This site is my portfolio, where I put a small sample of things I have made, projects I have worked on and things I am able and willing to share. There's a special place for "essays", collections of images that I want to tell a story, or explore an emotional or conceptual theme. I hve found that my photography, digital art and printing tends to gravitate towards that form quite often.
Everything on this site is created, edited, written and developed by me except the site itself, which I produced with the help of the excellent open source software publii, using one of the free themes (portfolio) that it provides.
I've been a creative all my working life, as part of my work in education. People often do not realise just how creative a teacher and school-leader's role can be. It is what attracted me and kept me in what was often challenging work. Teachers tend to have a reputation as being unimaginative, uncreative, deeply traditional and limited, perhaps because they sometimes have the unenviable task of asking young people to think about and do things they really do not want to do, when they don't want to do it. A few teachers probably deserve those descriptions, but in my experience, most do not. A great lesson, or a great school, is constructed from a few simple ingredients but becomes much more than the sum of its parts. It does not happen by accident and I do not think it can simply be copied or delivered according to a standard plan, desite the best efforts of the politicians and administrators who control it at present.
Like any form of creative work, you are grounded in some content which has to be presented and communicated, but a vital part of any place or time of learning is creating the conditions, emotionally, socially and even practically, in which learners will be receptive and responsive to new material, and be able to apply their own experiences and understanding in order to deal with it. It's finding ways to help people connect with the content, and you need to employ a wide range of strategies for that to be effective. The end purpose is not the same as drama, music, literature or fine art, but the complexity of teaching means that there are shared approachs and skills. Visuals, sound, text and movement are all vital, with some created in the course of a lesson or presentation and others created to be shared as documents, posters, displays, video and so on.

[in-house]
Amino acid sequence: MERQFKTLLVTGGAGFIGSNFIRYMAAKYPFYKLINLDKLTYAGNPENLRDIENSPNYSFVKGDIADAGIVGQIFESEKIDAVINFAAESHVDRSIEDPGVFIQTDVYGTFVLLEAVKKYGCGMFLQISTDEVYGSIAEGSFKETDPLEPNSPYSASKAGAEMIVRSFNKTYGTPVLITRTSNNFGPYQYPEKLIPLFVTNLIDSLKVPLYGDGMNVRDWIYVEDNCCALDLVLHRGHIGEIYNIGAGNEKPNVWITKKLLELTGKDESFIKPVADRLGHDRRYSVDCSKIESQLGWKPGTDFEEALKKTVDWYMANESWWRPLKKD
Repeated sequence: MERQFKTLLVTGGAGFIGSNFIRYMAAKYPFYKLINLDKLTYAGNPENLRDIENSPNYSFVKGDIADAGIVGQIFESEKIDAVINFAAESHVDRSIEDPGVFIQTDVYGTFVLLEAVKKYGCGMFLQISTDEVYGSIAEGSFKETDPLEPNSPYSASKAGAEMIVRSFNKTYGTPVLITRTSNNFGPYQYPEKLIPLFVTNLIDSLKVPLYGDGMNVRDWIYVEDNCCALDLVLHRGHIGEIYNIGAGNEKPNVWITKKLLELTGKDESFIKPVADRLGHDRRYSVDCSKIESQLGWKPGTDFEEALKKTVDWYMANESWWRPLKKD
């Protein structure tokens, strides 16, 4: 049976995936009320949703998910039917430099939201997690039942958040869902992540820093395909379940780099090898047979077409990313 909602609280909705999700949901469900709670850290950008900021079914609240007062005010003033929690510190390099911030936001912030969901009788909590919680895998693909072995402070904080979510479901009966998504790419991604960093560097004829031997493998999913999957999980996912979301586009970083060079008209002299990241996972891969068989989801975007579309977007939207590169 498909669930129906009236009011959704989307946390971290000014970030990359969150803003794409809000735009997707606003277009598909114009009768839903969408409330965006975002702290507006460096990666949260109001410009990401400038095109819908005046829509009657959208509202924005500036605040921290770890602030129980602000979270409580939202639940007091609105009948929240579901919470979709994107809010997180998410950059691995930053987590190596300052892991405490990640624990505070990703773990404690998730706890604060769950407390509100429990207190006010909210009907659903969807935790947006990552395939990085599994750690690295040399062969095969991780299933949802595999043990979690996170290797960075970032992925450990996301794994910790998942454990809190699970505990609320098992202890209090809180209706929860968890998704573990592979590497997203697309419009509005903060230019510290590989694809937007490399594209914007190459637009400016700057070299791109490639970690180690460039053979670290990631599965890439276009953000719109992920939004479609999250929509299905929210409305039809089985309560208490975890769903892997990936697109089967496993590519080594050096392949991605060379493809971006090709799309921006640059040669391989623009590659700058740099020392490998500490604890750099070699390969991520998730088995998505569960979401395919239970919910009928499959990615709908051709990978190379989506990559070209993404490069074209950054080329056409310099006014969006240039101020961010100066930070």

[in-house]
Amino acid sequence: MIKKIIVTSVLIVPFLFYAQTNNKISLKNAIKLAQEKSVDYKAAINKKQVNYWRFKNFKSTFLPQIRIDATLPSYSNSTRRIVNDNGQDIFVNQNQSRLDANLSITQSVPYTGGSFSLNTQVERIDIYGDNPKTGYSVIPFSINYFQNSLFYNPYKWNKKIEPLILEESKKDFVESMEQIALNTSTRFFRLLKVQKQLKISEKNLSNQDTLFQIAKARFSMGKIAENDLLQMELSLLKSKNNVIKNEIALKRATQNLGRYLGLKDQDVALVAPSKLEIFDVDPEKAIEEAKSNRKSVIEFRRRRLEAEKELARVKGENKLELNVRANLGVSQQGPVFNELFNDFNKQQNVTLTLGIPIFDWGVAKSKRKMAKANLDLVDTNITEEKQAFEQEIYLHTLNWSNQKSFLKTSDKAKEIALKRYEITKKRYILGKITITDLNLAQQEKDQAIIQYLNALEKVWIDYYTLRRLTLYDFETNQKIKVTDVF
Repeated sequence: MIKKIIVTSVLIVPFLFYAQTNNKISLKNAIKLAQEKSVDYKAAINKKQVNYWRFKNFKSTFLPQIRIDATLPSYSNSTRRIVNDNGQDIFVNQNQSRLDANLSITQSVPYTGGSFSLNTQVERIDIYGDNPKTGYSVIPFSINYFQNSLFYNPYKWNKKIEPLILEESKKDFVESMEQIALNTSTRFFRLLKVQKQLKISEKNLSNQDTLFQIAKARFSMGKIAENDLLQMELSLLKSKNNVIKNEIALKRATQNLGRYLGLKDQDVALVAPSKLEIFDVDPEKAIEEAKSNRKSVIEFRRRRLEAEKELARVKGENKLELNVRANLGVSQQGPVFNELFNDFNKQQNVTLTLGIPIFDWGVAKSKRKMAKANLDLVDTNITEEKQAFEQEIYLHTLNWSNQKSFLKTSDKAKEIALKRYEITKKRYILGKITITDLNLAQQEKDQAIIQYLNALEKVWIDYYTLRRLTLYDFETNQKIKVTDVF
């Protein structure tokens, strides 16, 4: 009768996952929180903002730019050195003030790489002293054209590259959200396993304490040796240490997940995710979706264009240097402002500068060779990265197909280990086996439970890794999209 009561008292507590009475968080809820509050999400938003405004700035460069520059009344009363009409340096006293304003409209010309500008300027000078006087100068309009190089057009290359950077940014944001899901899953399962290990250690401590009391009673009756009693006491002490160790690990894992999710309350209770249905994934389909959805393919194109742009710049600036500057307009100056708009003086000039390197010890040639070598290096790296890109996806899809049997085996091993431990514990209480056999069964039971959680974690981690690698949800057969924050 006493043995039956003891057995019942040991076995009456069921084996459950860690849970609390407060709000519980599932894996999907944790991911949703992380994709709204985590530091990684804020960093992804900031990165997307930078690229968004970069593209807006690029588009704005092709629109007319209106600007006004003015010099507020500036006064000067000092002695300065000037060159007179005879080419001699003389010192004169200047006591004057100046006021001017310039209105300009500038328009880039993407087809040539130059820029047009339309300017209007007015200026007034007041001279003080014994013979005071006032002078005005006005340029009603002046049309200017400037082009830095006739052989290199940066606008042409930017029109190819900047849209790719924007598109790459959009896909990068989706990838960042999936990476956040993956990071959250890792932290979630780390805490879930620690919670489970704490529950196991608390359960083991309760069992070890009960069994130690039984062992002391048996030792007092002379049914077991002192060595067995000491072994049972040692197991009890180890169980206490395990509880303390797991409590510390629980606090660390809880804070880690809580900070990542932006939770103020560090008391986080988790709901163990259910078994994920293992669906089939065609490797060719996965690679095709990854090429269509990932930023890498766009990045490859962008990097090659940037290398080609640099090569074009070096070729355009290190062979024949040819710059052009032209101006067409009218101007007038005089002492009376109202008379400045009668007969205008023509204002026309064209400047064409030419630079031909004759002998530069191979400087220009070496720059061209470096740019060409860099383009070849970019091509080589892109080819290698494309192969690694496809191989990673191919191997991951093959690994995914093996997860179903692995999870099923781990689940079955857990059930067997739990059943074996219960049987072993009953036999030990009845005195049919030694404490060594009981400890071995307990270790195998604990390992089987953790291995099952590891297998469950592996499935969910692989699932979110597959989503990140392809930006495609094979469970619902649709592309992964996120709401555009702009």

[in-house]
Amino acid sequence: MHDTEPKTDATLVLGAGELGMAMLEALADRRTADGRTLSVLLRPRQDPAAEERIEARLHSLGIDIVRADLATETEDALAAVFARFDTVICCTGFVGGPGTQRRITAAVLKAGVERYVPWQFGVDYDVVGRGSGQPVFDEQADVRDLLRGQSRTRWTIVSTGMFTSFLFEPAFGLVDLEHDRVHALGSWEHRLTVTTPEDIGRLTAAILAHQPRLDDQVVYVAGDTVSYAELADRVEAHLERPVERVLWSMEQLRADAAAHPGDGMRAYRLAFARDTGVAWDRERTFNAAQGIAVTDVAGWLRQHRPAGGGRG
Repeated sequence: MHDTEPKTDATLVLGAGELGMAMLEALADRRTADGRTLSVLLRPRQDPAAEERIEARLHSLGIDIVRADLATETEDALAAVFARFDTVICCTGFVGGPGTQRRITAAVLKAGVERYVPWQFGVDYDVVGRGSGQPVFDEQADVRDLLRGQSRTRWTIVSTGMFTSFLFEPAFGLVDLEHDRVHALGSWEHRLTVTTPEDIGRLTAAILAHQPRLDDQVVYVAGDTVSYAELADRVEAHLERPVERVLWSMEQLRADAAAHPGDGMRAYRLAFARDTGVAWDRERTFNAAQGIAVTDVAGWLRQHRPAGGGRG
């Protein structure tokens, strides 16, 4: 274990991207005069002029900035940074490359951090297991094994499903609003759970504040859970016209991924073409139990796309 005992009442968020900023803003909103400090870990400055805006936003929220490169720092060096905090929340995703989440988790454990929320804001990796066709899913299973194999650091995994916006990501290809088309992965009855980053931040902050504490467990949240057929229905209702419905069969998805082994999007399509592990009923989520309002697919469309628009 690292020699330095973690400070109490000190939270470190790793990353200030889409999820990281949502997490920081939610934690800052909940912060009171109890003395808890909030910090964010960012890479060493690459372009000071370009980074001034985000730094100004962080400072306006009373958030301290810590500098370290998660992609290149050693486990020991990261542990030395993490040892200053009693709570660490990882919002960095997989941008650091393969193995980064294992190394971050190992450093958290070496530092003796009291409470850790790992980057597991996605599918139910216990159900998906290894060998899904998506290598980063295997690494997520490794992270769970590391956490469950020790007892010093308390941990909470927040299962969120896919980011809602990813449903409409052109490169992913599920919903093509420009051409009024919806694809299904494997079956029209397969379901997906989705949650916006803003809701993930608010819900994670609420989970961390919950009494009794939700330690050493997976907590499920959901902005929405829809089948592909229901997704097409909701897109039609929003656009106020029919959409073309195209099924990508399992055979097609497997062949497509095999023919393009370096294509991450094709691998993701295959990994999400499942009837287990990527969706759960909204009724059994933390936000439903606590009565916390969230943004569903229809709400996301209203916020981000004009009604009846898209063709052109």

I was in the right place and time to be a pioneer of using IT in education, literally adapting new technologies (including with soldering irons!) and seeking to exploit them for more effective learning. That's still a work in progress, but the digital tools we take for granted on the web, for communication, social and people-created media, for writing, number work and for all kinds of visual and sound material owe a great deal to teachers who were determined to take IT out of the office and help students use it to create things and to the students who played and adapted these powerful tools when they were allowed to use or even play with them.
I was also fortunate to work in environments where people were willing to use their skills to serve the wider community. Two of the schools where I worked extended their own design and printing services to the wider community and I was heavily involved in applying DTP and design software, as well as digital photography and imaging, to that work. I have fond memories of version 1 of Pagemaker and one of the very first desktop postscript printers. Although I am not a graphic designer, I have produced too many print publications to remember: from newsletters and leaflets to complete books.
I am retired now, but still active and busy. If, by any chance, you would like to use my work, or expertise, please send an email my way: chris at chriscurtis dot co dot uk (with the usual address format - I've spelt it out phentically in the vain hope that it might slightly slow down the spam robots)